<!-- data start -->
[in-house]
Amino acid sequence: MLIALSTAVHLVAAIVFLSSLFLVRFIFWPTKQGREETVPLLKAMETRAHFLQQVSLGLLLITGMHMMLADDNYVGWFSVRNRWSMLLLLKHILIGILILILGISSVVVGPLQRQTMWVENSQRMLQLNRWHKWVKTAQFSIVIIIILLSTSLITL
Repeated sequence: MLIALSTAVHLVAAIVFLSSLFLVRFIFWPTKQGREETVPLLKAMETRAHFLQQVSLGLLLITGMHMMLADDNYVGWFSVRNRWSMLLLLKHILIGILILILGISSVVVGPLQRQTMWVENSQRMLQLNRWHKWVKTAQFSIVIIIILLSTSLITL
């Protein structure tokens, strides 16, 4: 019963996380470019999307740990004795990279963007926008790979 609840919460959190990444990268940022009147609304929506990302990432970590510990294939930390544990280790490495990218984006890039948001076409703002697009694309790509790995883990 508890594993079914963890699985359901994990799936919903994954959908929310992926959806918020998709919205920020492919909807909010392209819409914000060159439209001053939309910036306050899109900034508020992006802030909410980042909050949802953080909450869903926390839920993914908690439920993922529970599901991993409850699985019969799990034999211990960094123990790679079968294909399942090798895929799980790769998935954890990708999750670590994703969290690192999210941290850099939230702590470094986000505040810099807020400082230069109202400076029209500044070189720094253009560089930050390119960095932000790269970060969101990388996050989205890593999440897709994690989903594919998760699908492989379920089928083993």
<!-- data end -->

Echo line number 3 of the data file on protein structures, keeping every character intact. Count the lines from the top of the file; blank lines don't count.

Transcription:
Repeated sequence: MLIALSTAVHLVAAIVFLSSLFLVRFIFWPTKQGREETVPLLKAMETRAHFLQQVSLGLLLITGMHMMLADDNYVGWFSVRNRWSMLLLLKHILIGILILILGISSVVVGPLQRQTMWVENSQRMLQLNRWHKWVKTAQFSIVIIIILLSTSLITL